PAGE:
- If your child is choosing to not respond to your choices, you may say “I am giving you 5 calm seconds to make your choice, or I will have to make your choice for you.” Count calmly. If they do not answer, you may say “Okay it’s been 5 seconds, so I am going to move your body now into a break.” If they resist, you then say “If you do not want me to move your body, you will have to move it yourself. I am giving you 5 calm seconds to make this choice.” Count to 5. If they move, good. If not, move their body, end of discussion.
The key here is to always FOLLOW THROUGH and BE CONSISTENT!!! Follow the steps and do what you say.
A break only lasts as long as it takes for the child to be ready to have a conversation. Remind them “I’m happy to have a conversation about what happened when you’re ready.” Ask them frequently “Are you ready to have a conversation, or do you need to sit a while longer?”
Having the same conversations over and over again about the same behavioral issues can be exhausting and downright time-consuming. Let’s say your child is in the “zero tolerance” situation for very frequently being too rough. At this point, we need to try something different, right? This is when redirection comes into play. Redirection is used a lot in classroom management.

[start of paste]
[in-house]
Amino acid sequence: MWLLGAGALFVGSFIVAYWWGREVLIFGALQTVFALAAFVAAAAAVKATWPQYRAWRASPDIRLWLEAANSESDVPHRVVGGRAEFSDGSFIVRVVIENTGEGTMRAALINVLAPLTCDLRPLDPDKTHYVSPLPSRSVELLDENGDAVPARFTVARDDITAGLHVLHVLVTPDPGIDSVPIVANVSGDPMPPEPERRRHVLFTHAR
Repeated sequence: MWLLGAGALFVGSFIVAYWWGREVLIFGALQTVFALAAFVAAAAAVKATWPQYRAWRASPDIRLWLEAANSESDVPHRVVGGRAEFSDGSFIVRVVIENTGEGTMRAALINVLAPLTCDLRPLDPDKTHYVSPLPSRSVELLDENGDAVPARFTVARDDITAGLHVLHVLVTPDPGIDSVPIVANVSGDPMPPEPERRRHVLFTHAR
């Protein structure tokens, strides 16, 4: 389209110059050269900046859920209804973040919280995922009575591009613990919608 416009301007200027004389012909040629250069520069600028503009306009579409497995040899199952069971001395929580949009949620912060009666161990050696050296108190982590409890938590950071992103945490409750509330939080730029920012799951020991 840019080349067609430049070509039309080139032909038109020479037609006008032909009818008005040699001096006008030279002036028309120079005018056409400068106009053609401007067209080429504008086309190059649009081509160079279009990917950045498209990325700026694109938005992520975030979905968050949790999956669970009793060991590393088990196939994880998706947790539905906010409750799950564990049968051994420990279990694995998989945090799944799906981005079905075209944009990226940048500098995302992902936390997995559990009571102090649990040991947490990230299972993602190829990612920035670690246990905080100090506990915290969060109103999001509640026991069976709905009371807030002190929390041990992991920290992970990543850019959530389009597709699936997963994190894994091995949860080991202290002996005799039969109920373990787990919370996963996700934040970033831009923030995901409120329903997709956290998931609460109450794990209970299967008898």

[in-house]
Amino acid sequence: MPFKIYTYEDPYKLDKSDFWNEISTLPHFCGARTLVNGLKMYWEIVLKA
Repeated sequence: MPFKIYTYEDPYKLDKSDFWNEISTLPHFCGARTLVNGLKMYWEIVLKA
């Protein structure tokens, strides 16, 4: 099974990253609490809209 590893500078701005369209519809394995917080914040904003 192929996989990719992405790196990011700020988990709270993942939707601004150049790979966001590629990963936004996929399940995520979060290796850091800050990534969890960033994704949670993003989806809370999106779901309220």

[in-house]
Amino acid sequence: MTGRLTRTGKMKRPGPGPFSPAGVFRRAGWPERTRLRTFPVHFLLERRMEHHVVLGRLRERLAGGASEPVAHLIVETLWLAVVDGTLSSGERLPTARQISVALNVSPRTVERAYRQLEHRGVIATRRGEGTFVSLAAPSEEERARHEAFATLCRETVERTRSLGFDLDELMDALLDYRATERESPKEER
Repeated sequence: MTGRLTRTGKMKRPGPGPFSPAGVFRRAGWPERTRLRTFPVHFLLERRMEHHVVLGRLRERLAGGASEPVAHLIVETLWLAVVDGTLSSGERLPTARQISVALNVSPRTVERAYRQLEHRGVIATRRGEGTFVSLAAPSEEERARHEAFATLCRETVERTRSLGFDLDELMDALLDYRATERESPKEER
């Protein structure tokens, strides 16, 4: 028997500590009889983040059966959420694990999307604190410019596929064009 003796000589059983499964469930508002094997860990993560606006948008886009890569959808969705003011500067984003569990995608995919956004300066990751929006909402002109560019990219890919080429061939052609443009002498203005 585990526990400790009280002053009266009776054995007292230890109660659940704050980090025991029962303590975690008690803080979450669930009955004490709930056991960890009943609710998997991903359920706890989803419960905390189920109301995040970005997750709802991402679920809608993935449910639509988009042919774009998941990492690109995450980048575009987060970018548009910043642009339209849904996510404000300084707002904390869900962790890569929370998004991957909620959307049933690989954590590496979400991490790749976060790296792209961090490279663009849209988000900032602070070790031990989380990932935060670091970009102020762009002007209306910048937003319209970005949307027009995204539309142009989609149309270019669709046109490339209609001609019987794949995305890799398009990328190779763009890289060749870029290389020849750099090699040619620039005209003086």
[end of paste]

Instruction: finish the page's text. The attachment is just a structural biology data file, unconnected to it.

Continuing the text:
A nice redirection for this scenario would be to create an agility course or to research safe novice martial arts techniques. Doing exercises together is also a great form of redirection. At home, you can look up exercise videos, or straight up do some cross-fit together! You can let your child safely use a hammer with a clear objective, or pound on some clay. Redirection is a way to allow your child to get the same energy out in a safe and acceptable way.
The children get a lot of choices throughout the day. In fact, most of the day is led by them. However, when it comes to things that are in our schedule, such as hand washing, sitting down for meal times, or our mandatory potty times, they do not get a choice. In these instances, you may say “You have lots of choice throughout your day, but this is not one of them. (Insert instruction here)”. This is also appropriate if your child is doing something that is very unsafe like running away in public, or something very disrespectful, such as spitting at you.